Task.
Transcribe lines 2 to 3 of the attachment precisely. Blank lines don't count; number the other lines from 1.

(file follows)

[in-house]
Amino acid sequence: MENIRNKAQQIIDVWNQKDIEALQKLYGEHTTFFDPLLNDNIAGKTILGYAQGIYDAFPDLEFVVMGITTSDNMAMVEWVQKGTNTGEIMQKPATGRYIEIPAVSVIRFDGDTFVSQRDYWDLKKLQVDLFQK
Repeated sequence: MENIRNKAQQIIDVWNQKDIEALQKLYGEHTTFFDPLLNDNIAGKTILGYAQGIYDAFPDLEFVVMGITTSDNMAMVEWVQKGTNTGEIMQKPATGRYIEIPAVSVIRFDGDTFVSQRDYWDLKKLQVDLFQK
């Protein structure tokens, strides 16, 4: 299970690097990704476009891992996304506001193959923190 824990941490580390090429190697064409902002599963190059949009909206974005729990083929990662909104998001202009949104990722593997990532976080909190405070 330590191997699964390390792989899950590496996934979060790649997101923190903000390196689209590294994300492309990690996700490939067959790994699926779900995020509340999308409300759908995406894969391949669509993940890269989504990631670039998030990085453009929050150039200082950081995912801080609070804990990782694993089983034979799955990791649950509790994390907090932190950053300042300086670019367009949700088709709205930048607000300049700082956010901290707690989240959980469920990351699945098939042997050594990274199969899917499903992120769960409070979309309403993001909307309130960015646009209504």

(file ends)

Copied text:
Amino acid sequence: MENIRNKAQQIIDVWNQKDIEALQKLYGEHTTFFDPLLNDNIAGKTILGYAQGIYDAFPDLEFVVMGITTSDNMAMVEWVQKGTNTGEIMQKPATGRYIEIPAVSVIRFDGDTFVSQRDYWDLKKLQVDLFQK
Repeated sequence: MENIRNKAQQIIDVWNQKDIEALQKLYGEHTTFFDPLLNDNIAGKTILGYAQGIYDAFPDLEFVVMGITTSDNMAMVEWVQKGTNTGEIMQKPATGRYIEIPAVSVIRFDGDTFVSQRDYWDLKKLQVDLFQK